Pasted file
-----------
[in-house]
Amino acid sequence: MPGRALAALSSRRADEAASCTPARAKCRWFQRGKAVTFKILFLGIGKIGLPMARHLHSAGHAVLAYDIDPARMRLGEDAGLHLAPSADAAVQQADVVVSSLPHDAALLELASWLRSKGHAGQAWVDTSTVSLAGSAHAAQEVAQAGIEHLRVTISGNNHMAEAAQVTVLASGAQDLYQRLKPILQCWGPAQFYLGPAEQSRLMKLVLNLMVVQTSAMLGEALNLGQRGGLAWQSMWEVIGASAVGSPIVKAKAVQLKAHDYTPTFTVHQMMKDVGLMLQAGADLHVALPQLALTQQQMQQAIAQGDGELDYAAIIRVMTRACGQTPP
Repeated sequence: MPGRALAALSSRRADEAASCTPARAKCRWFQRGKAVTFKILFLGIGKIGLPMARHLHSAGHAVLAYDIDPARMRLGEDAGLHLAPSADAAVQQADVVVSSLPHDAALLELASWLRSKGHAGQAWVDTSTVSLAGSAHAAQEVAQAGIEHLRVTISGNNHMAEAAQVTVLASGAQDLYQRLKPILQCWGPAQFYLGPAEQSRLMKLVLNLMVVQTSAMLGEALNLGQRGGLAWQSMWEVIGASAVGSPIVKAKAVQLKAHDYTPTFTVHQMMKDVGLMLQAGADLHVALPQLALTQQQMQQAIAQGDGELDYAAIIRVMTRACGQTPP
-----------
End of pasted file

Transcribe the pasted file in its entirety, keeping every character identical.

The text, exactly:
[in-house]
Amino acid sequence: MPGRALAALSSRRADEAASCTPARAKCRWFQRGKAVTFKILFLGIGKIGLPMARHLHSAGHAVLAYDIDPARMRLGEDAGLHLAPSADAAVQQADVVVSSLPHDAALLELASWLRSKGHAGQAWVDTSTVSLAGSAHAAQEVAQAGIEHLRVTISGNNHMAEAAQVTVLASGAQDLYQRLKPILQCWGPAQFYLGPAEQSRLMKLVLNLMVVQTSAMLGEALNLGQRGGLAWQSMWEVIGASAVGSPIVKAKAVQLKAHDYTPTFTVHQMMKDVGLMLQAGADLHVALPQLALTQQQMQQAIAQGDGELDYAAIIRVMTRACGQTPP
Repeated sequence: MPGRALAALSSRRADEAASCTPARAKCRWFQRGKAVTFKILFLGIGKIGLPMARHLHSAGHAVLAYDIDPARMRLGEDAGLHLAPSADAAVQQADVVVSSLPHDAALLELASWLRSKGHAGQAWVDTSTVSLAGSAHAAQEVAQAGIEHLRVTISGNNHMAEAAQVTVLASGAQDLYQRLKPILQCWGPAQFYLGPAEQSRLMKLVLNLMVVQTSAMLGEALNLGQRGGLAWQSMWEVIGASAVGSPIVKAKAVQLKAHDYTPTFTVHQMMKDVGLMLQAGADLHVALPQLALTQQQMQQAIAQGDGELDYAAIIRVMTRACGQTPP